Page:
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Review: metformin does not increase risk of lactic acidosis or increase lactate levels in type 2 diabetes
  1. James A Kruse, MD
  1. Wayne State University School of Medicine
 Detroit, Michigan, USA

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 Q In patients with type 2 diabetes mellitus, what is the risk of fatal and non-fatal lactic acidosis associated with metformin compared with placebo or other glucose lowering therapies? Does metformin increase lactate levels?

    Clinical impact ratings GP/FP/Primary care ★★★★★★☆ IM/Ambulatory care ★★★★★★☆ Internal medicine ★★★★★★☆ Endocrine ★★★★★★☆

    METHODS

    Embedded ImageData sources:

    the Cochrane Library, Medline, Reactions, and EMBASE/Excerpta Medica (up to March 2002); references of identified articles and reviews; abstracts of clinical conferences; and authors of relevant studies and manufacturers of metformin.

    Embedded ImageStudy selection and assessment:

    randomised controlled trials (RCTs) or cohort studies ⩾1 month in duration that compared metformin, alone or in combination in other treatments, with placebo or another glycaemic lowering intervention for type 2 diabetes. Methodological quality was assessed using criteria that considered randomisation procedure, blinding, and withdrawals and dropouts.

    Embedded ImageOutcomes:

    fatal lactic acidosis, non-fatal lactic acidosis, and blood lactate levels for metformin compared with placebo or other non-biguanide therapies, and for metformin compared with phenformin.

    MAIN RESULTS

    194 studies (126 RCTs and 68 cohort studies, n = 56 692, mean age 57 y, 61% men) met the selection criteria. Mean trial duration was 2.1 years. Metformin was administered in daily doses of 1–3 g and was titrated clinically. Non-biguanide comparison treatments included placebo, diet, insulin, glyburide, gliclazide, glipizide, glibenclamide, glimepiride, chlorpropamide, tolbutamide, acarbose, nateglinide, repaglinide, miglitol, troglitazone, rosiglitazone maleate, and guar gum. 44% of the trials allowed for the inclusion of patients with renal insufficiency, or did not explicitly exclude them. No cases of fatal or non-fatal lactic acidosis were reported in any of the included studies. Poisson statistics with 95% confidence intervals showed the probable upper limit for the true incidence of lactic acidosis in the metformin and comparison groups was 8.1 and 9.9 cases per 100 000 patient years, respectively. Groups did not differ for the change from baseline in lactate levels (weighted mean difference [WMD] 0.11 mmol/l, 95% CI −0.01 to 0.24). During treatment, the metformin and comparison groups did not differ in mean lactate levels (WMD 0.06 mmol/l, CI 0 to 0.1). By contrast, mean lactate levels were lower in patients who received metformin than in those who received phenformin (WMD −0.8 mmol/l, CI −0.9 to −0.6).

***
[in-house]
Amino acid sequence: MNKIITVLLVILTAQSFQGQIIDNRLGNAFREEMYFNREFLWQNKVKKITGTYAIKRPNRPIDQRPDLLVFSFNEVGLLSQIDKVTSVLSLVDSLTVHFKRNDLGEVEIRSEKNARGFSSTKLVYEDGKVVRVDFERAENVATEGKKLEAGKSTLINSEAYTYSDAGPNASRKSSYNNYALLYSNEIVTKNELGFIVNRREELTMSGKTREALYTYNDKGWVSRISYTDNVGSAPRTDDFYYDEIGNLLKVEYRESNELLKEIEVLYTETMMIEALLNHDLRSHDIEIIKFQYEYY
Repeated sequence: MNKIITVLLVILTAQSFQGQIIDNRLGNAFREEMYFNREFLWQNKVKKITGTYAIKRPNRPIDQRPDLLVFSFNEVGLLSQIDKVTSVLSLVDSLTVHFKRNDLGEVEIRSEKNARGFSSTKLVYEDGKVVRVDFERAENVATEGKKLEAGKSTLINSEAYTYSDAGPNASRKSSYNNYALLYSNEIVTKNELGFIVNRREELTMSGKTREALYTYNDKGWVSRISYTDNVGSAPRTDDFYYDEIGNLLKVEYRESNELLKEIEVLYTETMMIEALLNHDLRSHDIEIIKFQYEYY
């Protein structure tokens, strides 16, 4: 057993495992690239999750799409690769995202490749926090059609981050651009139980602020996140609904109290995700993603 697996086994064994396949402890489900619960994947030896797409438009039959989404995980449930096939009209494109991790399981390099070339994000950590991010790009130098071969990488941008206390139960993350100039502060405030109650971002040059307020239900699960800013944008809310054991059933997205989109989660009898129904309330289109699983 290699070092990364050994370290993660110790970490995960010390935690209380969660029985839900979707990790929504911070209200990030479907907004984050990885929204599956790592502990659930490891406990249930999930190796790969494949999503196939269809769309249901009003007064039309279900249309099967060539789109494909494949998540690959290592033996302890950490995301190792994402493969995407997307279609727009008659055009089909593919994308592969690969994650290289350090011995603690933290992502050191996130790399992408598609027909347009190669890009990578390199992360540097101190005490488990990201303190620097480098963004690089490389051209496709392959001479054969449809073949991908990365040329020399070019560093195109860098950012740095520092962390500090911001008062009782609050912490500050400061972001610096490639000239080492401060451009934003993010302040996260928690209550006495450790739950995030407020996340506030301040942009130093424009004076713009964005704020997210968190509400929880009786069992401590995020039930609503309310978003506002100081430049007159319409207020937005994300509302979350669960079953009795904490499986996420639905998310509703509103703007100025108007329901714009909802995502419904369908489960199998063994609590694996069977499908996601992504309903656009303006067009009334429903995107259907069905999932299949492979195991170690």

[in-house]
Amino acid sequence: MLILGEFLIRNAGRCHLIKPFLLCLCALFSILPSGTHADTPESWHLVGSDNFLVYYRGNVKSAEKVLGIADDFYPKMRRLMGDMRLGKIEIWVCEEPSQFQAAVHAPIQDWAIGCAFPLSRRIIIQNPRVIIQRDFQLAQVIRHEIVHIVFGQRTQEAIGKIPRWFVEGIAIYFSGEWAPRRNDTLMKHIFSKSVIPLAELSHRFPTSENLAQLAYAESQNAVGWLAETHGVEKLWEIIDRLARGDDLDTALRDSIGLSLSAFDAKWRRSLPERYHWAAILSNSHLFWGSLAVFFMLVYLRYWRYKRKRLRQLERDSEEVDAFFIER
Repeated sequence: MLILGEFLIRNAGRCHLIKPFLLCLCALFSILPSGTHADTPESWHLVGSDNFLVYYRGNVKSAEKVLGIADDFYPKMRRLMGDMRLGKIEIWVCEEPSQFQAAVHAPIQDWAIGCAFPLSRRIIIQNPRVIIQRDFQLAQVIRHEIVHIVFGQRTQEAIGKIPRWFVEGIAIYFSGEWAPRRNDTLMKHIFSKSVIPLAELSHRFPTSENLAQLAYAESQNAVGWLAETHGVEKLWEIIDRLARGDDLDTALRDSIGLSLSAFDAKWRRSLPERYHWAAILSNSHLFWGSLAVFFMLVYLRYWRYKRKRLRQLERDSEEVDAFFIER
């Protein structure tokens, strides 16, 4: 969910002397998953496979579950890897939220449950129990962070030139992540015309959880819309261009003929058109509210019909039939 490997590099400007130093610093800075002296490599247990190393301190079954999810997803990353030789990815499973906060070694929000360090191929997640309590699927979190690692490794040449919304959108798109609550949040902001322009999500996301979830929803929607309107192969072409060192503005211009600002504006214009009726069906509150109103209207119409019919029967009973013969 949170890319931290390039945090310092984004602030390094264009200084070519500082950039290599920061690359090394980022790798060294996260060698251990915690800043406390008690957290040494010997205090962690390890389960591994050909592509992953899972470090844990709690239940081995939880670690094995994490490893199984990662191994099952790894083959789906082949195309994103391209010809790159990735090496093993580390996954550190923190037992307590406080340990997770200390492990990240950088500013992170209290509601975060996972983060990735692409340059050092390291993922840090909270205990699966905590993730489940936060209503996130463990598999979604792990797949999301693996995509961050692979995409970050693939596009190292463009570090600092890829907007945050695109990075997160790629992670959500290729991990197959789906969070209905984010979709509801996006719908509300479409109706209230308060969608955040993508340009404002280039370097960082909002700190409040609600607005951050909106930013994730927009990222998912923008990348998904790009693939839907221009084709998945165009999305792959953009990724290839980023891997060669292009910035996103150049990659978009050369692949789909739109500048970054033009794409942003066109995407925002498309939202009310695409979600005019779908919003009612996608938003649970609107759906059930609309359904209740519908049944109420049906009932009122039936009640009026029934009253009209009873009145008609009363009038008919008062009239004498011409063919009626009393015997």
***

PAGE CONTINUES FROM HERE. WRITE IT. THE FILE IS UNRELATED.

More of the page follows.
CONCLUSION

    In patients with type 2 diabetes mellitus, metformin is not associated with an increased risk of lactic acidosis or with an increase in lactate levels.

    Commentary

    Since its introduction in the US in 1995, the biguanide drug metformin has been widely prescribed as an effective oral antihyperglycaemic drug for the treatment of diabetes mellitus. Its predecessor, phenformin, was removed from the US market in the 1970s because of its association with lactic acidosis. Based on several case reports and prescribing statistics, the incidence of this adverse effect from metformin has been estimated to be about 3 per 100 000 patient years, with an estimated fatality rate of approximately 50%. Identified risk factors for biguanide associated lactic acidosis include renal or hepatic insufficiency, heart failure, shock, acidosis, and diseases or clinical situations predisposing to these disorders.1

    The meta-analysis by Salpeter et al encompassed nearly 37 000 patient years of metformin treatment from reported studies and did not find a single case of lactic acidosis. Statistically, this is not inconsistent with previous estimates. Moreover, it is highly likely that in the context of controlled clinical trials, patients with absolute contraindications would be excluded. On the other hand, several reports have documented that metformin is commonly prescribed outside of clinical trials to patients with absolute contraindications that place them at risk of metformin associated lactic acidosis.2,3

    An important caveat to the conclusions made by Salpeter et al is that the lack of evidence of an association between metformin and lactic acidosis is predicated on the proviso that the drug is prescribed under clinical trial conditions, taking contraindications into account.

    References

    View Abstract

    Footnotes

    • For correspondence: Dr S R Salpeter, Santa Clara Valley Medical Center, San Jose, CA, USA. salpeterstanford.edu

    • Source of funding: no external funding.

    • Abstract and commentary also appear in ACP Journal Club.

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